Mishimoto R&D: 2015-2017 F-150 Transmission Cooler - Page 2

Mishimoto R&D: 2015-2017 F-150 Transmission Cooler

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Thread: Mishimoto R&D: 2015-2017 F-150 Transmission Cooler

  1. #11
    Ecoboost Master TOWMA8R's Avatar

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    Sub to this thread!
    2015 CC FX4 l 3.55's l Raptor Style Grille l Level 2" l 305/60/18 on Vision Manics l Bilstein 4600's l Powerstop Z36's l AEM CAI l MSD Coils l Exhaust Mod
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  2. #12
    Mishimoto's Avatar

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    Quote Originally Posted by TCP2 View Post
    my 2016 wants one of these. Doesn't a stacked plate cooler flow better than a tube and fin? the tube and fin is most efficient at the cost of increased restrictive pressure. Each plate flows fluid from one side to the other, whereas a tube and fin is a single long tube. My understanding is the more plates it has, the lower the restriction. A long single tube is most restrictive...or am I miss-informed.
    Flow/restriction depends more on the tube sizing and internal structure than the construction style. Many stacked plate coolers use turbulated internal structures that move the fluid throughout the plate. This gets more of the fluid in contact with the surface of the plate to transfer heat, but it can also cause a restriction if the tubes are too small. Tube-and-fin coolers are typically less thermally efficient than stacked-plate-coolers, but you have more room to increase the diameter of the tubes and increase flow. Adding more plates or more tubes to either construction would theoretically reduce restriction, but the inlet and outlet will become a bottle-neck at some point.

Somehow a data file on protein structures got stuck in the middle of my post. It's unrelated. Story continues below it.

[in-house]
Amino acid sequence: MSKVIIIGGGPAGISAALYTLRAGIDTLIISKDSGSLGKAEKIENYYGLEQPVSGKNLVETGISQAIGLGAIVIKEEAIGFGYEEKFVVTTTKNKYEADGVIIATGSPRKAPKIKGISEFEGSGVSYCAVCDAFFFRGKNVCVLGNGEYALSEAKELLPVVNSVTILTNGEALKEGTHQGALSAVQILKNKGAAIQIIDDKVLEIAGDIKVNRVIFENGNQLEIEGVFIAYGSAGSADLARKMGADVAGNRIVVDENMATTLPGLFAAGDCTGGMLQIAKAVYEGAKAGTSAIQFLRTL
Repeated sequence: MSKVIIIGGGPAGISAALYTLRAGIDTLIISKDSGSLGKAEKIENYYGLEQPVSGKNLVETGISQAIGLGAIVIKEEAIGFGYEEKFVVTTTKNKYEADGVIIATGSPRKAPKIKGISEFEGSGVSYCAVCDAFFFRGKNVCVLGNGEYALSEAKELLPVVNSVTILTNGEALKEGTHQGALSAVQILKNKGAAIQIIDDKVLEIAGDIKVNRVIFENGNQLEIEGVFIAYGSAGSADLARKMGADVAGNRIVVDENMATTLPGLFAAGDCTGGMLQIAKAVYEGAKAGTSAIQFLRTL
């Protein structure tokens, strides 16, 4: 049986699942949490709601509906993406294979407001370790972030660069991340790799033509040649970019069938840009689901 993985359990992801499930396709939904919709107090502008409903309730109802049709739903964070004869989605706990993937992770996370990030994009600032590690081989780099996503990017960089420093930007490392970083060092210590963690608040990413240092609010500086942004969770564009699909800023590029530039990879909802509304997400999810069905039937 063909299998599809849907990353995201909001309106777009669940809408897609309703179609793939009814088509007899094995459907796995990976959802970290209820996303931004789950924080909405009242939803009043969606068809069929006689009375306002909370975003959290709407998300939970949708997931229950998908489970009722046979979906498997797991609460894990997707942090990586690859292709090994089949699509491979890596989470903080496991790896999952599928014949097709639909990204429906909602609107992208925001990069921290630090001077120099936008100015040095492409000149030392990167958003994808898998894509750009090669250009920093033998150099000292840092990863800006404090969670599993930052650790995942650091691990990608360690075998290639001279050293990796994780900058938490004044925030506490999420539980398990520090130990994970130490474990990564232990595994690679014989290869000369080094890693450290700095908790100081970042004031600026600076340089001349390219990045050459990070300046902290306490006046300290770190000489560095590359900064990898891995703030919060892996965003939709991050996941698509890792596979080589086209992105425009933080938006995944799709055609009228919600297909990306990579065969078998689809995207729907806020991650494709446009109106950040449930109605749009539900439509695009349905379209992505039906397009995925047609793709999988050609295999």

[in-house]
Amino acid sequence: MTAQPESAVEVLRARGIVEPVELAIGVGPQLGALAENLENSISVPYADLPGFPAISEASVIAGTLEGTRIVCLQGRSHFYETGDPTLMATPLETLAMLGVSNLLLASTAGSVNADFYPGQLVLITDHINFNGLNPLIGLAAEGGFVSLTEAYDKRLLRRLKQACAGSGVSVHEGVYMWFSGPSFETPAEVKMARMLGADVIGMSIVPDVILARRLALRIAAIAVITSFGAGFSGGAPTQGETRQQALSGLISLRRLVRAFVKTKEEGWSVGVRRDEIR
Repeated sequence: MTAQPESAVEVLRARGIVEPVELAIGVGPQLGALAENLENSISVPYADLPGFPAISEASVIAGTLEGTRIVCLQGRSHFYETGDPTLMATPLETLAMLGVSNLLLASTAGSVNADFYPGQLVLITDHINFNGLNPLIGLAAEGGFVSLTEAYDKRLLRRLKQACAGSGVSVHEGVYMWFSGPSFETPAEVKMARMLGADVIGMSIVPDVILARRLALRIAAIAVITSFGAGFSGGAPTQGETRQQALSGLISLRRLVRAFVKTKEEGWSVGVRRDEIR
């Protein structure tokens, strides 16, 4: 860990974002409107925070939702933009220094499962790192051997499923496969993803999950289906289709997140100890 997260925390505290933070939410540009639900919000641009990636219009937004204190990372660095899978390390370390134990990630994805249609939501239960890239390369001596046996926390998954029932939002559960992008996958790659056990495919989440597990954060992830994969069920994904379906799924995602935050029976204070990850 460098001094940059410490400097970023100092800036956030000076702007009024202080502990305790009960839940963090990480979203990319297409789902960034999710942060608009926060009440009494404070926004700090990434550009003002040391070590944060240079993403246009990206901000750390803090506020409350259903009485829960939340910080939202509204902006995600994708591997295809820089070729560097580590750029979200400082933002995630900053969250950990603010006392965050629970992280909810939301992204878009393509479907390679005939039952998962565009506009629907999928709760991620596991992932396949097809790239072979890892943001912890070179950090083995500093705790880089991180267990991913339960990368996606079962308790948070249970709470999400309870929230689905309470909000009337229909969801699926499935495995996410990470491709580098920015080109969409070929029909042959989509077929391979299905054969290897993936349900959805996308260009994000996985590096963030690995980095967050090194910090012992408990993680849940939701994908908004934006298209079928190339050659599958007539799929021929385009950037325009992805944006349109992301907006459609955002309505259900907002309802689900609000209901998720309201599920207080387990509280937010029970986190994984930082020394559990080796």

Hope that answers your question! Feel free to let me know if it didn't

    Quote Originally Posted by TOWMA8R View Post
    Sub to this thread!
    Thanks!

    -Steve

  3. #13
    Mishimoto's Avatar

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    Hey everybody,


    I hope you all had a great Halloween, Thanksgiving, Christmas, New Year, Lunar Eclipse.... It's been a while. We have an update on this transmission cooler for you! Check it out below and let us know what you think!


    Carry the Weight – Transmission Cooler R&D, Part 2: Design


    Simplicity is often the key to great engineering. The same can be said about Ford’s F-150. The F-150 is about function over frills and getting the job done. Our 2015+ Ford F-150 transmission cooler will follow the same formula. Our focus will be on one key aspect: use as much of the space behind the F-150’s grille as possible. As we saw in our first post, the stock transmission cooler only utilizes about 50% of the available space. To increase that usage to 100% without adding unnecessary complications is where we’ll get the job done, plain and simple.